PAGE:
Combustion turbine operation and optimization model


Combustion turbine performance deterioration, quantified by loss of system power, is an artifact of increased inlet air temperature and continuous degradation of the machine. Furthermore, the combustion turbine operator has to meet ever changing stricter emission levels. Different technologies exist to mitigate the impact of performance loss and meeting the emission standard. However an upgrade using one or more of the available technologies has associated capital and operating costs. Thus, there is a need for a tool that can evaluate power boosting and emission control technologies in concert with the machine maintenance strategy. This dissertation provides the turbine operator with a new and novel tool to examine each of the upgrades and determine its suitability both from the cost and technical stand point. The main contribution of this dissertation is a tool-kit called the Combustion Turbine Operation and Optimization Model (CTOOM) that can evaluate both power-boosting and emission control technologies. It also includes a machine maintenance model to account for degradation recovery. The tool-kit is made up a system level thermodynamic optimization solver (CTOOM-OPTIMIZE) and two one-dimensional, mean-line, aero-thermodynamic component level solvers for the compressor (CTOOMCOMP1DPERF) and the turbine (CTOOMTURB1DPERF) sections. In this work, the cogeneration system as given by the classical CGAM problem was used for system level optimization. The cost function was modified to include the cost of emissions while the maintenance cost of the combustion turbine was separated from the capital cost to include a degradation recovery model. Steam injection was evaluated for NO[subscript]x abatement, power boosting was examined by both the use of inlet air cooling and steam injection, and online washing was used for degradation recovery. Based on the cost coefficients used, it was seen that including the cost of emissions impact resulted in a significant increase in the operational cost. The outcomes of the component level solvers were compressor and turbine performance maps. It was demonstrated that these maps could be used to integrate the components with the system level information.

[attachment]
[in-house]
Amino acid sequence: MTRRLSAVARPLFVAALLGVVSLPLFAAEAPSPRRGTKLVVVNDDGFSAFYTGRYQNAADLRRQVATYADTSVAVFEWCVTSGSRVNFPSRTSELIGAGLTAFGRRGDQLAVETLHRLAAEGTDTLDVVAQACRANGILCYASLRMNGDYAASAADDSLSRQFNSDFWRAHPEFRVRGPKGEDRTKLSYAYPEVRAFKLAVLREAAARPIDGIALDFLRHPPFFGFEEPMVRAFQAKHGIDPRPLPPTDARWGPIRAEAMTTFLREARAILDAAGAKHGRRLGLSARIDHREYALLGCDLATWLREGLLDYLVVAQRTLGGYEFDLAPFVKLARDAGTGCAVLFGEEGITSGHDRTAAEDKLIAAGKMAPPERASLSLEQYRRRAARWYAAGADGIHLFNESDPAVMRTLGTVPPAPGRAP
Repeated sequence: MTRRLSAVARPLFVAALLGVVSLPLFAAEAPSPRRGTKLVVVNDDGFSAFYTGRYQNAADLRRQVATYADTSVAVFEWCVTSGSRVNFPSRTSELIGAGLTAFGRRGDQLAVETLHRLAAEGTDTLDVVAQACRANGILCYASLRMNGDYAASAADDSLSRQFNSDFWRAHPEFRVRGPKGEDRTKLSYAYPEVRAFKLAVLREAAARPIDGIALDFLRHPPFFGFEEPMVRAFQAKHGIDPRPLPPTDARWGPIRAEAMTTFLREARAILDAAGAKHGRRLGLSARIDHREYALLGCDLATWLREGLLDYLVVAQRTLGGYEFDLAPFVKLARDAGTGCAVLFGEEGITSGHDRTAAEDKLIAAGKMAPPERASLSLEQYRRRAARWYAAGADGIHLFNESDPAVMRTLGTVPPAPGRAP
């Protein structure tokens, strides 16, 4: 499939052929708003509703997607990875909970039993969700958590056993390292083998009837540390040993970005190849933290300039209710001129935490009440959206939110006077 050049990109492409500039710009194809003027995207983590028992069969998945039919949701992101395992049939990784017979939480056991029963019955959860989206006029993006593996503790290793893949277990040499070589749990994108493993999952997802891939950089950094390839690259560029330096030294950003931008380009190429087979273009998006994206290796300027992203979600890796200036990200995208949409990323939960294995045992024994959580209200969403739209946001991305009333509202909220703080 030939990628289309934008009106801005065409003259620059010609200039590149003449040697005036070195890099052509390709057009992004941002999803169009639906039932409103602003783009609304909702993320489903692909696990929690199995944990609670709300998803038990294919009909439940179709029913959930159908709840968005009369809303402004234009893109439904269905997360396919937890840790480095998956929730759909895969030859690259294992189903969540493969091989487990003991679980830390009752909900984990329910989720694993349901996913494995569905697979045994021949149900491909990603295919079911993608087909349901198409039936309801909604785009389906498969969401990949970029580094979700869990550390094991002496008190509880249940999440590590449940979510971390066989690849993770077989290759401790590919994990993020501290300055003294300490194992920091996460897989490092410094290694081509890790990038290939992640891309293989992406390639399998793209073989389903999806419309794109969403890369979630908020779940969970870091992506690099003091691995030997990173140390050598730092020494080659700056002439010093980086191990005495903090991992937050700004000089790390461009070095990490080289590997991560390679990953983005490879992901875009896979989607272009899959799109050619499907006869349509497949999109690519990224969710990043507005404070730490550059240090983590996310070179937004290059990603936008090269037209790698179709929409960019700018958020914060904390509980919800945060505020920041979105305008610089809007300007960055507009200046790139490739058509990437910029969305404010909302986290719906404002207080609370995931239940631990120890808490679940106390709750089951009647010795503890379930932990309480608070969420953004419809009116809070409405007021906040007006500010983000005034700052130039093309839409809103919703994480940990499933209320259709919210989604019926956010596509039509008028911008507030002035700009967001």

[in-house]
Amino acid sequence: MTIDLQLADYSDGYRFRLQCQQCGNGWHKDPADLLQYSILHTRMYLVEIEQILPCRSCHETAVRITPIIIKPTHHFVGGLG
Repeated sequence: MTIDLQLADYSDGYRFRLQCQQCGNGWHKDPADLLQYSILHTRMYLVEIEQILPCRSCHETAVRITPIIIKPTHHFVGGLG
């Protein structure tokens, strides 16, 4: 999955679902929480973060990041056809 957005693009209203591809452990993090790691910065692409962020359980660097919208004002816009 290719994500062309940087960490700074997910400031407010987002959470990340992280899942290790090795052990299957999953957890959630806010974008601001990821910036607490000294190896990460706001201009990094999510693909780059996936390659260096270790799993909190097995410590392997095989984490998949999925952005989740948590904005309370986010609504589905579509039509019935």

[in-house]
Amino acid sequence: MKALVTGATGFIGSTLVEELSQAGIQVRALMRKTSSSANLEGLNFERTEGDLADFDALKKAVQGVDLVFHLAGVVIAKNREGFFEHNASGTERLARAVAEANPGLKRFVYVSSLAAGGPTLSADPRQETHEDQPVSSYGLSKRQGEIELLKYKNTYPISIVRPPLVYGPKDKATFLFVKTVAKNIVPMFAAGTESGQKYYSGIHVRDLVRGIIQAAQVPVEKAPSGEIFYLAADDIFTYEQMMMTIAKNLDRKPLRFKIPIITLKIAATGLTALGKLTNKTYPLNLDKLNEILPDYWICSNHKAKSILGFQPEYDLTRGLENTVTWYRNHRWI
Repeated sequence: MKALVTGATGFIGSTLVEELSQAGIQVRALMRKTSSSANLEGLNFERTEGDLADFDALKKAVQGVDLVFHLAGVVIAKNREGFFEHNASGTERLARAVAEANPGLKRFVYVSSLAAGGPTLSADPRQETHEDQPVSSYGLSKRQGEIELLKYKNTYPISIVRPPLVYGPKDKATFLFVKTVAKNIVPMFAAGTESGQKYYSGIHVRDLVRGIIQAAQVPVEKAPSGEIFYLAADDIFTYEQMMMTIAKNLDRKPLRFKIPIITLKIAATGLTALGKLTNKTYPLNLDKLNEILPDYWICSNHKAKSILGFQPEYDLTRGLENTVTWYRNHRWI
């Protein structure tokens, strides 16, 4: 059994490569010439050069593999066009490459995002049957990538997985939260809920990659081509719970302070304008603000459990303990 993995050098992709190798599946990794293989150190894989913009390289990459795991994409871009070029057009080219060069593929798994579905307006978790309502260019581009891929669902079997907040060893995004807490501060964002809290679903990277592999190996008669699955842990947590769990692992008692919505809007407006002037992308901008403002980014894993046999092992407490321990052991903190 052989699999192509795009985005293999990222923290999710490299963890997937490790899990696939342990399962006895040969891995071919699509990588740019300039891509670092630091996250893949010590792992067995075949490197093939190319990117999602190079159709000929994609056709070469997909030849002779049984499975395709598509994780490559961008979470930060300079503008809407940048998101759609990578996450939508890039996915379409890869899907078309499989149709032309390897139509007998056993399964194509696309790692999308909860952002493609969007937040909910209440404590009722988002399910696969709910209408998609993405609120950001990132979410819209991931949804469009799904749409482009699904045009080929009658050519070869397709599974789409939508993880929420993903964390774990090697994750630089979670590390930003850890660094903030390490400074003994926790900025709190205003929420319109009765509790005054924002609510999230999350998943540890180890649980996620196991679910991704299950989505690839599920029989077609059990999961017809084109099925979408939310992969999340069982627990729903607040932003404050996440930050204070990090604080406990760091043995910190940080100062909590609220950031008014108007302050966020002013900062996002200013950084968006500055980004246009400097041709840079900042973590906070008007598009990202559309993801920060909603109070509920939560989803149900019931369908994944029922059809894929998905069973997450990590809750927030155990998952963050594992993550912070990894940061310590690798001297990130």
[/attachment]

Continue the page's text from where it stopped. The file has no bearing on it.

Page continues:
Combustion Turbine, Optimization

Graduation Month



Doctor of Philosophy


Department of Mechanical and Nuclear Engineering

Major Professor

Donald L. Fenton